- Количество слайдов: 14
Responses to International Market Volatility: Developing Country Policy Options Alberto Valdés FAO Committee on Commodity Problems Rome Side event: Agricultural Market Volatility 15 June 2010 1
2007 -08 spikes across non-ag markets: metals, oils, others. 2
Volatility in perspective: Wheat prices (From Bobenrieth and Wright) 3
Lessons and reminders from experience and analysis • The impacts of a “shock” on Pw depend on stock-use ratio: final price impacts cushioned to different degrees based on stocks. • But how to anticipate stock-use ratio? But not all 2007 -08 price changes explained by S & D fundamentals • Avoid price-targeting of public stocks – governments have bad track record betting against the market and fiscally these plans hard to sustain. • Focus should be on consumption smoothing rather than simply price smoothing, especially for the vulnerable. But the two are linked. • Price transmission faster to consumers than producers. • For farmers: household income, not just farm income. • Real income losses to consumers in 2007 -2008 less than price shocks, but depends on speed of adjustment: short vs. long term. 4
Lessons and reminders from experience and analysis: questions • Question: Impact of export restrictions on world price volatility? No strong empirical evidence for 2007 -08, but logic raises concerns. • Under WTO no rules against export restrictions (being discussed under Doha). • Question: Minimum reserves for humanitarian help? Justifiable. • Need better info on food reserves, both public and private. And political entities naturally want national control. • Question: Coordinated stocks realistic? Awareness that internationally-managed buffer stocks have not worked in the past. • Question: What to do about land-locked countries held hostage by neighbors? 5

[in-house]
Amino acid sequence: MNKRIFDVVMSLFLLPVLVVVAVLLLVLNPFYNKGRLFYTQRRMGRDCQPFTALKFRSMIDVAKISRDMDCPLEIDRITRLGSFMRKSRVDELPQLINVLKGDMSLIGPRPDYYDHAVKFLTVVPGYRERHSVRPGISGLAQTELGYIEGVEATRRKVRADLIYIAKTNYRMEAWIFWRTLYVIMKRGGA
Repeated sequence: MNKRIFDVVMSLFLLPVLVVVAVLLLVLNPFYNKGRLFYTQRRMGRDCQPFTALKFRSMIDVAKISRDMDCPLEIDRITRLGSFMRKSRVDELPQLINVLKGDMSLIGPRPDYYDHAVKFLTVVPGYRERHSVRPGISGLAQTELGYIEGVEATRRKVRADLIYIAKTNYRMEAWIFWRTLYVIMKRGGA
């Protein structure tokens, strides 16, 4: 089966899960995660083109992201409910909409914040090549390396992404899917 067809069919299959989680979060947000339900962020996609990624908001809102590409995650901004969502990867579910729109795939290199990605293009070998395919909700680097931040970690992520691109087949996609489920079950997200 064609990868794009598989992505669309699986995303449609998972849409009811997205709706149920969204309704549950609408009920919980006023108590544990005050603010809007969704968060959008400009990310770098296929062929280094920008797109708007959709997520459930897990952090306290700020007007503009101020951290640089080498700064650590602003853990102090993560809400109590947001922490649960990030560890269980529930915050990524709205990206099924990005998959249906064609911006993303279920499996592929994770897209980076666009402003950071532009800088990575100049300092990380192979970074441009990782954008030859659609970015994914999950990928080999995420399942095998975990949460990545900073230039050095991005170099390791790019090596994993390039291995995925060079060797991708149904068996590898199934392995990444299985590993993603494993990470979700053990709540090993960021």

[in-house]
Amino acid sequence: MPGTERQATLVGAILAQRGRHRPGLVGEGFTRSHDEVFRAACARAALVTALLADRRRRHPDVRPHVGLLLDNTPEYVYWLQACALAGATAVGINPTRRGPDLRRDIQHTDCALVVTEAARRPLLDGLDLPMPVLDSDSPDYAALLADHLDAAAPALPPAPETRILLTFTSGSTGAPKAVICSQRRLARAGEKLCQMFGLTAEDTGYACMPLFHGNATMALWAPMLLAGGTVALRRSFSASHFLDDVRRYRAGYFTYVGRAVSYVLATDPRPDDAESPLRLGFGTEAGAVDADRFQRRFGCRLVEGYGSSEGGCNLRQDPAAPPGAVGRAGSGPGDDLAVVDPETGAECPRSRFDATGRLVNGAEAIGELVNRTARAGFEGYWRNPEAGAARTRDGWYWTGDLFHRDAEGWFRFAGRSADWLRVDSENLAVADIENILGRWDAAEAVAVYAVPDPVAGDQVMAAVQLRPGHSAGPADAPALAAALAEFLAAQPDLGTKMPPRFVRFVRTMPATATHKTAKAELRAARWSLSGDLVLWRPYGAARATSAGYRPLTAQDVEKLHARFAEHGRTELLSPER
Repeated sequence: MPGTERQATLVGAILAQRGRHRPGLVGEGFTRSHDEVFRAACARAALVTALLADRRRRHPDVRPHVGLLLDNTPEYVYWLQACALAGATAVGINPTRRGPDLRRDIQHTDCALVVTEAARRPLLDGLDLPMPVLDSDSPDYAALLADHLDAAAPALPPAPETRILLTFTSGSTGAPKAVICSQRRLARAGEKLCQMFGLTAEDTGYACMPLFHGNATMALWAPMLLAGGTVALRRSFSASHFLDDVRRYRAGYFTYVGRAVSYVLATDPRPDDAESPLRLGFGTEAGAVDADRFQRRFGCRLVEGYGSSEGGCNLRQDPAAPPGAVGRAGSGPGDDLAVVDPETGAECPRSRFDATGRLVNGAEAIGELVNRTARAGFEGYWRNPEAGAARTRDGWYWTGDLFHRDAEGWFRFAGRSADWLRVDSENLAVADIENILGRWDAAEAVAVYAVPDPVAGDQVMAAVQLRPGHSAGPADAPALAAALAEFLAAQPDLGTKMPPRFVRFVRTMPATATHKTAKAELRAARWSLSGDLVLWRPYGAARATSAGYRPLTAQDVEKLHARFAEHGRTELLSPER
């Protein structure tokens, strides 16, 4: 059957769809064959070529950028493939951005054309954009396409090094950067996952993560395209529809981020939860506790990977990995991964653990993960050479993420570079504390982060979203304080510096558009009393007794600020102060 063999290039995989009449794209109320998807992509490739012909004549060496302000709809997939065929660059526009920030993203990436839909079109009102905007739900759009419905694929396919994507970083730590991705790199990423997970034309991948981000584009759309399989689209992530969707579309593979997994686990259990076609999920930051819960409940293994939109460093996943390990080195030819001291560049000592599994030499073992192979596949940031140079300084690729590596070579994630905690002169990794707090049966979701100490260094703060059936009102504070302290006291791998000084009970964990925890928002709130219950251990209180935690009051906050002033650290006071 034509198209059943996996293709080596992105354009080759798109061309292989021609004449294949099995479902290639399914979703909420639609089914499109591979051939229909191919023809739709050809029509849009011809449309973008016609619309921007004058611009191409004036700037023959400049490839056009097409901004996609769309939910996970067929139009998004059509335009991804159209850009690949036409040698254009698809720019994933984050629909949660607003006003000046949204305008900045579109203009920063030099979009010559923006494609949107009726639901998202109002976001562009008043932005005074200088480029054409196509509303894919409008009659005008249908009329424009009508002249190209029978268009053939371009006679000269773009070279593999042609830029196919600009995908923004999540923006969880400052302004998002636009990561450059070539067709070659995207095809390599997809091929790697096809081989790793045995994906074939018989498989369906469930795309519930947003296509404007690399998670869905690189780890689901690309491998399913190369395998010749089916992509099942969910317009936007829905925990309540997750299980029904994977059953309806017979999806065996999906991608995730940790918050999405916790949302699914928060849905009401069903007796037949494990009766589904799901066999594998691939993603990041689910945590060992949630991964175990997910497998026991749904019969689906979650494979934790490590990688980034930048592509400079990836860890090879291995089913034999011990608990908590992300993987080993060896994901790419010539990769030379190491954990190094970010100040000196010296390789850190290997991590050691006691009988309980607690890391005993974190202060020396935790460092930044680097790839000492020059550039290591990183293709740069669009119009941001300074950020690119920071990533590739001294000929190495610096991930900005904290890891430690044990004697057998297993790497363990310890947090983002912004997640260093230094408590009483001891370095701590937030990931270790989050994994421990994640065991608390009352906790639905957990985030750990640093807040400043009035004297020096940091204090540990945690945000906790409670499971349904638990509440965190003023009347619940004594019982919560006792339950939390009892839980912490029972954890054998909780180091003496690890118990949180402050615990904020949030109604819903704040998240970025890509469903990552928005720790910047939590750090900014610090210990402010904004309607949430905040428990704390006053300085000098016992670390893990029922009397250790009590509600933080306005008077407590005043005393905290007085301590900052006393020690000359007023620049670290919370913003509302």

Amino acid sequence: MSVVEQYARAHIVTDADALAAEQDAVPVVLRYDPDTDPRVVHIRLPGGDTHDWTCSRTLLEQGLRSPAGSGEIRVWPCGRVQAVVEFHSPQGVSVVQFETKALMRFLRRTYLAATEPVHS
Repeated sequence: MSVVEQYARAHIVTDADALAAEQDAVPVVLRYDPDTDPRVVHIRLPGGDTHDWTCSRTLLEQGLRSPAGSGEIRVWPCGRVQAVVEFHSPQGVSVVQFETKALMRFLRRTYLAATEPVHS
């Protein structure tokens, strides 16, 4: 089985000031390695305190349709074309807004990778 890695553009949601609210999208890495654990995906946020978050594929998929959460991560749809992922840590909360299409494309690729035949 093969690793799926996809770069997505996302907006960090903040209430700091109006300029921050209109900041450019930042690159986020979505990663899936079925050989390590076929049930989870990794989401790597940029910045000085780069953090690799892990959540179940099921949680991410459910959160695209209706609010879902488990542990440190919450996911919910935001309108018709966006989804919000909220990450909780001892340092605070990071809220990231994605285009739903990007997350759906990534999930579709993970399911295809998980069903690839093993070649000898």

Lessons and reminders from experience and analysis: Bigger picture question – public good issue • Unpredictability, uncertainty versus simple volatility? With uncertainty, decisions have to be made today and so a problem of risk of loss. Volatility is a problem if both producers and consumers are “locked in” and so suffer. • Volatility of prices per se is not “bad” – the public policy issue derives from the inability to mitigate adverse price movements. • In developed countries, there are deep credit markets, hedging tools, contingent contracts and options and futures, etc. , in addition to government support programs. And diversified diets. • In most developing countries? ? ? Markets yet incomplete and many poor without diversified diets. • But even in low income countries, non-grains becoming important (e. g. , India). 6